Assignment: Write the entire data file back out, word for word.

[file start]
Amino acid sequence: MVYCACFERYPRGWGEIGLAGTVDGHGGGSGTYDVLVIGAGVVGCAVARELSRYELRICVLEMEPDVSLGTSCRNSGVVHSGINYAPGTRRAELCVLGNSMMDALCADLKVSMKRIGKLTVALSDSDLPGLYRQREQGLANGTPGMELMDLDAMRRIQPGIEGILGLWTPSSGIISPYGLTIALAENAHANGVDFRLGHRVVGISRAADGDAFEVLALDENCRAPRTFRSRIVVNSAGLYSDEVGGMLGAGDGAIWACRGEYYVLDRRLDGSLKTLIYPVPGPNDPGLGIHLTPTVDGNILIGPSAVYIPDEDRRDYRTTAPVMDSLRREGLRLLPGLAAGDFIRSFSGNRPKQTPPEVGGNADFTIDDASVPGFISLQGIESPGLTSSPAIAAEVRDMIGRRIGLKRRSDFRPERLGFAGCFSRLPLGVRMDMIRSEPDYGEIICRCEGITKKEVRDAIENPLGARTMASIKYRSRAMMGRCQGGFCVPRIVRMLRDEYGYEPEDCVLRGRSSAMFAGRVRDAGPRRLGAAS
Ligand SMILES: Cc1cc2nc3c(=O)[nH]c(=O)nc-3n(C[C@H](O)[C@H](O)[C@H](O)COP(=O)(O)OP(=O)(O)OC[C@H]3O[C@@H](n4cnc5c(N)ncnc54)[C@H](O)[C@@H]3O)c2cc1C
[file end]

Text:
Amino acid sequence: MVYCACFERYPRGWGEIGLAGTVDGHGGGSGTYDVLVIGAGVVGCAVARELSRYELRICVLEMEPDVSLGTSCRNSGVVHSGINYAPGTRRAELCVLGNSMMDALCADLKVSMKRIGKLTVALSDSDLPGLYRQREQGLANGTPGMELMDLDAMRRIQPGIEGILGLWTPSSGIISPYGLTIALAENAHANGVDFRLGHRVVGISRAADGDAFEVLALDENCRAPRTFRSRIVVNSAGLYSDEVGGMLGAGDGAIWACRGEYYVLDRRLDGSLKTLIYPVPGPNDPGLGIHLTPTVDGNILIGPSAVYIPDEDRRDYRTTAPVMDSLRREGLRLLPGLAAGDFIRSFSGNRPKQTPPEVGGNADFTIDDASVPGFISLQGIESPGLTSSPAIAAEVRDMIGRRIGLKRRSDFRPERLGFAGCFSRLPLGVRMDMIRSEPDYGEIICRCEGITKKEVRDAIENPLGARTMASIKYRSRAMMGRCQGGFCVPRIVRMLRDEYGYEPEDCVLRGRSSAMFAGRVRDAGPRRLGAAS
Ligand SMILES: Cc1cc2nc3c(=O)[nH]c(=O)nc-3n(C[C@H](O)[C@H](O)[C@H](O)COP(=O)(O)OP(=O)(O)OC[C@H]3O[C@@H](n4cnc5c(N)ncnc54)[C@H](O)[C@@H]3O)c2cc1C